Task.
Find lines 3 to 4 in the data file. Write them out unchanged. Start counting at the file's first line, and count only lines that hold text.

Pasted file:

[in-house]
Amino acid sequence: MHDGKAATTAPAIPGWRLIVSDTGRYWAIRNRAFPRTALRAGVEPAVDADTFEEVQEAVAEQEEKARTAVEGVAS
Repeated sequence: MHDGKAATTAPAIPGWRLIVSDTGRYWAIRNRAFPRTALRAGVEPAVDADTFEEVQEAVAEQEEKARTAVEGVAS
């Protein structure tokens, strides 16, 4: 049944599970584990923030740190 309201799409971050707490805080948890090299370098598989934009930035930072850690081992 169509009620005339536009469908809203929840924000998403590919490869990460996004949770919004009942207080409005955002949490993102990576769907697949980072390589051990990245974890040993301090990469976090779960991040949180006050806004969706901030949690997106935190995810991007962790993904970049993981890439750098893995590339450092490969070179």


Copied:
Repeated sequence: MHDGKAATTAPAIPGWRLIVSDTGRYWAIRNRAFPRTALRAGVEPAVDADTFEEVQEAVAEQEEKARTAVEGVAS
């Protein structure tokens, strides 16, 4: 049944599970584990923030740190 309201799409971050707490805080948890090299370098598989934009930035930072850690081992 169509009620005339536009469908809203929840924000998403590919490869990460996004949770919004009942207080409005955002949490993102990576769907697949980072390589051990990245974890040993301090990469976090779960991040949180006050806004969706901030949690997106935190995810991007962790993904970049993981890439750098893995590339450092490969070179």